I intentionally weave biblical truths throughout our science units. The following are examples of how scripture was incorporated into the third grade Earth sciences unit.
24 “Therefore everyone who hears these words of mine and puts them into practice is like a wise man who built his house on the rock. 25 The rain came down, the streams rose, and the winds blew and beat against that house; yet it did not fall, because it had its foundation on the rock. 26 But everyone who hears these words of mine and does not put them into practice is like a foolish man who built his house on sand. 27 The rain came down, the streams rose, and the winds blew and beat against that house, and it fell with a great crash.” Matthew 7
Why would a wise man want to build his house upon rocks? How is learning God’s word like building your house upon a rock? How does it protect you when storms occur (hard times)?
2 The Lord is my rock and my fortress and my deliverer; my God, my strength, in whom I will trust; my buckler, and the horn of my salvation, and my high tower. Psalm 18
Using your knowledge of rocks, why would God be called our rock?
I used geodes to explain how God cares less about our outward appearance and more about our heart (the desire to live a life pleasing to God). Geodes start as a hollow bubble inside a layer of rock. Over time, dissolved minerals seep into the hollow area. As the mineral-rich water moves on through the bubble, tiny crystals are left behind. Although the outside of the geode is plain, the inside is beautiful! What a perfect tool to teach this message.
But the LORD said to Samuel, “Do not consider his appearance or his height, for I have rejected him. The LORD does not look at the things people look at. People look at the outward appearance, but the LORD looks at the heart.” 1Samuel 16:7
I offer the fourth graders the opportunity to purchase Scholastic Books throughout the year. I use the bonus points from their orders to select books for the Science Lab and for classroom libraries. This month, I chose the books below and a magnetic fishing game for our PreK program. If your classroom doesn’t order Scholastic books and you would like to have that opportunity too, please let me know and I will send an order form home with your child.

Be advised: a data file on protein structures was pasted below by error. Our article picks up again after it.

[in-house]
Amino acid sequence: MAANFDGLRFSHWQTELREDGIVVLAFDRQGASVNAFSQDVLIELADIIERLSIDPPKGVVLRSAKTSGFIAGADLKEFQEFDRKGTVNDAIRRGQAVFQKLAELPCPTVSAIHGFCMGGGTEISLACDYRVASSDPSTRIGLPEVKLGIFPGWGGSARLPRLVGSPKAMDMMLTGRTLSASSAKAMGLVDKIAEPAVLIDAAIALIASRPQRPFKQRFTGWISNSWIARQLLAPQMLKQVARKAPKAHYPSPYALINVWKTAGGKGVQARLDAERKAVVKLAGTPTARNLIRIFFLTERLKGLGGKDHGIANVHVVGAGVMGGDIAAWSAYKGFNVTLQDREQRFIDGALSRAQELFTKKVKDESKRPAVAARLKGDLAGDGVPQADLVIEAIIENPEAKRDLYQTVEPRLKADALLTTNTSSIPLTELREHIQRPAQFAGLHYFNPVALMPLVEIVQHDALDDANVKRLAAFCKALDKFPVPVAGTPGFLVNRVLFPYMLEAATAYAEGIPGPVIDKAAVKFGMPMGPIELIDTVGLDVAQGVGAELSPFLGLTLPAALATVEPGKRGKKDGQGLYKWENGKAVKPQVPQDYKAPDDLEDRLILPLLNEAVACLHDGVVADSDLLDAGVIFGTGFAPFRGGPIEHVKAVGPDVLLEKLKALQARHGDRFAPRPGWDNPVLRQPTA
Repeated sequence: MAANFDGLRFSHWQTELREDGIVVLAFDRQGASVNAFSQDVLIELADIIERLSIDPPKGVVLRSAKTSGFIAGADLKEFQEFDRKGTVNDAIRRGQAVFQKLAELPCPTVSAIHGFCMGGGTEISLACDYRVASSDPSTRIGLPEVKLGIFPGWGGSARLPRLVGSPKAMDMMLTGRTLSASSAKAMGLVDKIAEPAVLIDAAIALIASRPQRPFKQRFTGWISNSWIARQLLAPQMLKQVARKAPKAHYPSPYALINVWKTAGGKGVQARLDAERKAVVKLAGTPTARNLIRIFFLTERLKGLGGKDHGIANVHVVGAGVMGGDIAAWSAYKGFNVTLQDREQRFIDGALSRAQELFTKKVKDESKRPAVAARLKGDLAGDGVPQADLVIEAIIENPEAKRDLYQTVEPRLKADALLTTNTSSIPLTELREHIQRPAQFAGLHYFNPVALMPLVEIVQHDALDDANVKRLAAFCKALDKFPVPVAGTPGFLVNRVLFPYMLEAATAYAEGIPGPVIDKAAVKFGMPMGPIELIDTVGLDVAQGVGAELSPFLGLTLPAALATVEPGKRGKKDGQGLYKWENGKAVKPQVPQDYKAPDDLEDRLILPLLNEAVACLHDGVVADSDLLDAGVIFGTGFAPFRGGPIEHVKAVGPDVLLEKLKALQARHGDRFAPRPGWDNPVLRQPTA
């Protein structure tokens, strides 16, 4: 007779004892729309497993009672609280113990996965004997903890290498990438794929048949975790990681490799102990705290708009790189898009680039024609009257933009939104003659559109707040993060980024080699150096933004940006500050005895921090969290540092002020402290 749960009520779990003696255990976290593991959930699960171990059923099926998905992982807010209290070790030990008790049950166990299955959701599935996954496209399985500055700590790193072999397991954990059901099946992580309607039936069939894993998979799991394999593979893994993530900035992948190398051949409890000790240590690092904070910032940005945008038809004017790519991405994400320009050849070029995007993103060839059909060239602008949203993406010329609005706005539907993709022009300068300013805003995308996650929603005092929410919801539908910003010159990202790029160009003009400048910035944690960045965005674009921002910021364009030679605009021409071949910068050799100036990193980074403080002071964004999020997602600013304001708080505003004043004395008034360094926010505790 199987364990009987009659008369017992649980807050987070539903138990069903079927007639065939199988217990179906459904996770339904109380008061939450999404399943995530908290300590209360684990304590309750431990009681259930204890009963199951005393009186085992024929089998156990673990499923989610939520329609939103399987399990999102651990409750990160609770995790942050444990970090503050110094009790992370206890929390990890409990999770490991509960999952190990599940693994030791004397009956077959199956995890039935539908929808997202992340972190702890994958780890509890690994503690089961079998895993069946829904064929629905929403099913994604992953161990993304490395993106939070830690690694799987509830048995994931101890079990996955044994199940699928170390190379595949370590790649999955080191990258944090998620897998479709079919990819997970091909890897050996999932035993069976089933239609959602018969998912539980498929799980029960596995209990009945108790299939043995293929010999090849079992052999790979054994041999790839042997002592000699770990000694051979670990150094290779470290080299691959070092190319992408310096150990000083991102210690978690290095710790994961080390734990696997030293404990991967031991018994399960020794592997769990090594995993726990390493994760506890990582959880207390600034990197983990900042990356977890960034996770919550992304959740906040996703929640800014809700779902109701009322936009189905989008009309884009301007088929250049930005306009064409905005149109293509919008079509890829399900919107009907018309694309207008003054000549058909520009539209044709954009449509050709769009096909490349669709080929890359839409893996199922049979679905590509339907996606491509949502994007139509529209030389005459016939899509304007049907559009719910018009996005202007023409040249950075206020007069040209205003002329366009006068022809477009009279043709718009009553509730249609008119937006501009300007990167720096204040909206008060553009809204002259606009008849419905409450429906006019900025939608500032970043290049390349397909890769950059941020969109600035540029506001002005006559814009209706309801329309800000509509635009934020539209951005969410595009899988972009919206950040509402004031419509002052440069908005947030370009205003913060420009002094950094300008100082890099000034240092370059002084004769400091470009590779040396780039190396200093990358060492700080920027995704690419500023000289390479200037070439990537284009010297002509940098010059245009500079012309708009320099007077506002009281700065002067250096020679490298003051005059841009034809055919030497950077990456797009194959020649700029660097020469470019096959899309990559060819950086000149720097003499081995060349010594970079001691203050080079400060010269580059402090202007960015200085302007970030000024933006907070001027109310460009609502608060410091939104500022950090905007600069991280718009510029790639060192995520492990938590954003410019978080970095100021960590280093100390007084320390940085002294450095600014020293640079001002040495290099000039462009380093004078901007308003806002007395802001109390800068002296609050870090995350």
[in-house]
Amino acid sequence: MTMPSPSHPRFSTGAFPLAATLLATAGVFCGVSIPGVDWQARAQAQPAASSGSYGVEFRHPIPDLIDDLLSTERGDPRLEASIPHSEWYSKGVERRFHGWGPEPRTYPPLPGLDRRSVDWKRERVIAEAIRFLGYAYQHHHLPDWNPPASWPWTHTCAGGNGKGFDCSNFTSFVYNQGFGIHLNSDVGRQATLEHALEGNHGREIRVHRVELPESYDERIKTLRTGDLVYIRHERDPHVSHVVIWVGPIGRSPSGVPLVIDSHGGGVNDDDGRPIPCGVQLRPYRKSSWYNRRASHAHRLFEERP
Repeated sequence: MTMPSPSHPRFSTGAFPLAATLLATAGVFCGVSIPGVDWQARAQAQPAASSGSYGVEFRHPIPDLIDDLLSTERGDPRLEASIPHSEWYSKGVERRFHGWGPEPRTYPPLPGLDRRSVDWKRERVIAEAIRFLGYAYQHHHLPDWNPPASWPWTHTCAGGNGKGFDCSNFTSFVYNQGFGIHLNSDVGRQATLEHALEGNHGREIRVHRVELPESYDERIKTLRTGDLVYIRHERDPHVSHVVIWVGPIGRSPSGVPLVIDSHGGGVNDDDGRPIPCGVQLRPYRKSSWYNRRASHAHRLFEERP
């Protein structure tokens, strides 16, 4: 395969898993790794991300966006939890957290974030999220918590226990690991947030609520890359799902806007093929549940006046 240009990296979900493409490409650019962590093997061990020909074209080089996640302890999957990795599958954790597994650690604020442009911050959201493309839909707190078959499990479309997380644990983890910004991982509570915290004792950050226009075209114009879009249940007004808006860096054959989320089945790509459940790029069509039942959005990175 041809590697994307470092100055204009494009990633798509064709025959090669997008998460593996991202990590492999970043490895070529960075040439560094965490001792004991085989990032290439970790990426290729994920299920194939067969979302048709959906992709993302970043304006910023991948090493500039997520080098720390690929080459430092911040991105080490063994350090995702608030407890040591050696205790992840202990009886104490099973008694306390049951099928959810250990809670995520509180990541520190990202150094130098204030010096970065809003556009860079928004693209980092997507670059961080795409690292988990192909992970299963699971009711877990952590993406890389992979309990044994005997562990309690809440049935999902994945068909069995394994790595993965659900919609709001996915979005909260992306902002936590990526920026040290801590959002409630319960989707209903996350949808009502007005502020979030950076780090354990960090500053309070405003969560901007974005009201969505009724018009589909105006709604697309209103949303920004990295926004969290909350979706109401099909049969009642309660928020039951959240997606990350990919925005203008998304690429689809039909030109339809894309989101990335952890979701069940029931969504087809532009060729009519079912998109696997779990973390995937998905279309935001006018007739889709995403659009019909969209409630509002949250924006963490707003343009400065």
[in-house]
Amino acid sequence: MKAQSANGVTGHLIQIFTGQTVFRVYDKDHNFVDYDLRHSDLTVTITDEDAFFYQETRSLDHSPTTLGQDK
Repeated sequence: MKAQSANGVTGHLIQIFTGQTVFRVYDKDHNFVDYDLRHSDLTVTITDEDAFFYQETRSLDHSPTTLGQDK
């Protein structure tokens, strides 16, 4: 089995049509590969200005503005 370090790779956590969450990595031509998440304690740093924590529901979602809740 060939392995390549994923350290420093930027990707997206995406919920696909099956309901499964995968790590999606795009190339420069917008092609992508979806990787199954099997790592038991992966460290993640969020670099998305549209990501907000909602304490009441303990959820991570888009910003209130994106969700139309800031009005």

Weather labs are action packed!
Click here to watch us defy gravity. Water travels down the string because of cohesion and adhesion.
In the pictures below we are exploring what happens when you open a water bottle with a hole in its side. The water comes out of the hole like a fountain when you take off the top, but when you put the top back on, the water stops. Why?
We flipped a jar filled with water over with a card on top. Click here to see what happens. Then when we slowly slid the card away on another jar, the water didn’t come out. Click here to watch this step. Why?
Why does the candle go out when a jar is placed over it?
Spent two days with nine other colleagues and over 400 educators at the Ron Clark Academy in Atlanta. Loved watching their vision to transform schools in action! We observed master classes, attended professional development workshops, and experienced a school culture like no other!
Thanks for sending us Parent Club!
What an informative and practical field trip! My students saw how Earth, chemistry, and biology sciences are interrelated.
A Description of our program from the Elachee Nature Science Center Site:
“Students climb aboard the floating classroom, Chota Princess II, for a hands-on exploration of the history, ecology and challenges facing Lake Sidney Lanier, Georgia’s most important reservoir. Students will sample plankton, collect lake sediments, measure turbidity (amount of cloudiness in water) and determine pH and dissolved oxygen levels. On shore, Elachee instructors engage students in complementary watershed activities including topographical map studies, storm water runoff demonstrations and water treatment plant simulations.”
My PreK scientists used sharpies to color a design on cotton fabric. As we dropped rubbing alcohol on the fabric, the sharpie pigments blended. Click here to learn more about this investigation.
Third grade geologists traveled to the gold mines in Dahlonega. This was a great way to kick off our geology unit!